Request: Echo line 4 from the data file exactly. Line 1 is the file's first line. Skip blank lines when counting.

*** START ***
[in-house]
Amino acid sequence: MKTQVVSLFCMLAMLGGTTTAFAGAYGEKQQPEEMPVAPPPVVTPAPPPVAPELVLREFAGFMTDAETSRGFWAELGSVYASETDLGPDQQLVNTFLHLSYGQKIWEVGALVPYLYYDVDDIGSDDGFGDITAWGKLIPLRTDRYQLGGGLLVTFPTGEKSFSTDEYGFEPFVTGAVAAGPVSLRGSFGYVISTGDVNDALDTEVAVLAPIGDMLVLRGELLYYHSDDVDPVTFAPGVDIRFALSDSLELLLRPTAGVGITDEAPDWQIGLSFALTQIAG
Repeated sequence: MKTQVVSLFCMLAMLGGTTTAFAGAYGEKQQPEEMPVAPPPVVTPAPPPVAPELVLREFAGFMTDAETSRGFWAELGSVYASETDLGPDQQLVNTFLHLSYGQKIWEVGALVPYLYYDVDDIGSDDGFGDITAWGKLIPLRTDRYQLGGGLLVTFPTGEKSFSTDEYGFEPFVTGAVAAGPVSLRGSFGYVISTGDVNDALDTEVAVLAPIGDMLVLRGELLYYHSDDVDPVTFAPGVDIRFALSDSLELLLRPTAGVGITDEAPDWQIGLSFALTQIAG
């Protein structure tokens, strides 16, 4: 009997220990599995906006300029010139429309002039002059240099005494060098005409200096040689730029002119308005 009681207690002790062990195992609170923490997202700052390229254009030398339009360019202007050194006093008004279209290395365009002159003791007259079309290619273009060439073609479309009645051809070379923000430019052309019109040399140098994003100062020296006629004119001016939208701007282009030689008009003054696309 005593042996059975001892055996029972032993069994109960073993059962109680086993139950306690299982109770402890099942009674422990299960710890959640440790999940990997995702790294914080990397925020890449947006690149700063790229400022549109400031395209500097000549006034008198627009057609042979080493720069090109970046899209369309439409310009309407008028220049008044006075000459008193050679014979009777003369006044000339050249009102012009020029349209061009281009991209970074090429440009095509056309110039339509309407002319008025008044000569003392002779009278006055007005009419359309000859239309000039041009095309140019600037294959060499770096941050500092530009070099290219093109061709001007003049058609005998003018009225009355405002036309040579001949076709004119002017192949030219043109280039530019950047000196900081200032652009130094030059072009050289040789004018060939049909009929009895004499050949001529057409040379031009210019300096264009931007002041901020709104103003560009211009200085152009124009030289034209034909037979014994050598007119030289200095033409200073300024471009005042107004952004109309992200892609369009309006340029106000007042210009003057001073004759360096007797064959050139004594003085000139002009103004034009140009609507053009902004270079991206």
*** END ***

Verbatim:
């Protein structure tokens, strides 16, 4: 009997220990599995906006300029010139429309002039002059240099005494060098005409200096040689730029002119308005 009681207690002790062990195992609170923490997202700052390229254009030398339009360019202007050194006093008004279209290395365009002159003791007259079309290619273009060439073609479309009645051809070379923000430019052309019109040399140098994003100062020296006629004119001016939208701007282009030689008009003054696309 005593042996059975001892055996029972032993069994109960073993059962109680086993139950306690299982109770402890099942009674422990299960710890959640440790999940990997995702790294914080990397925020890449947006690149700063790229400022549109400031395209500097000549006034008198627009057609042979080493720069090109970046899209369309439409310009309407008028220049008044006075000459008193050679014979009777003369006044000339050249009102012009020029349209061009281009991209970074090429440009095509056309110039339509309407002319008025008044000569003392002779009278006055007005009419359309000859239309000039041009095309140019600037294959060499770096941050500092530009070099290219093109061709001007003049058609005998003018009225009355405002036309040579001949076709004119002017192949030219043109280039530019950047000196900081200032652009130094030059072009050289040789004018060939049909009929009895004499050949001529057409040379031009210019300096264009931007002041901020709104103003560009211009200085152009124009030289034209034909037979014994050598007119030289200095033409200073300024471009005042107004952004109309992200892609369009309006340029106000007042210009003057001073004759360096007797064959050139004594003085000139002009103004034009140009609507053009902004270079991206």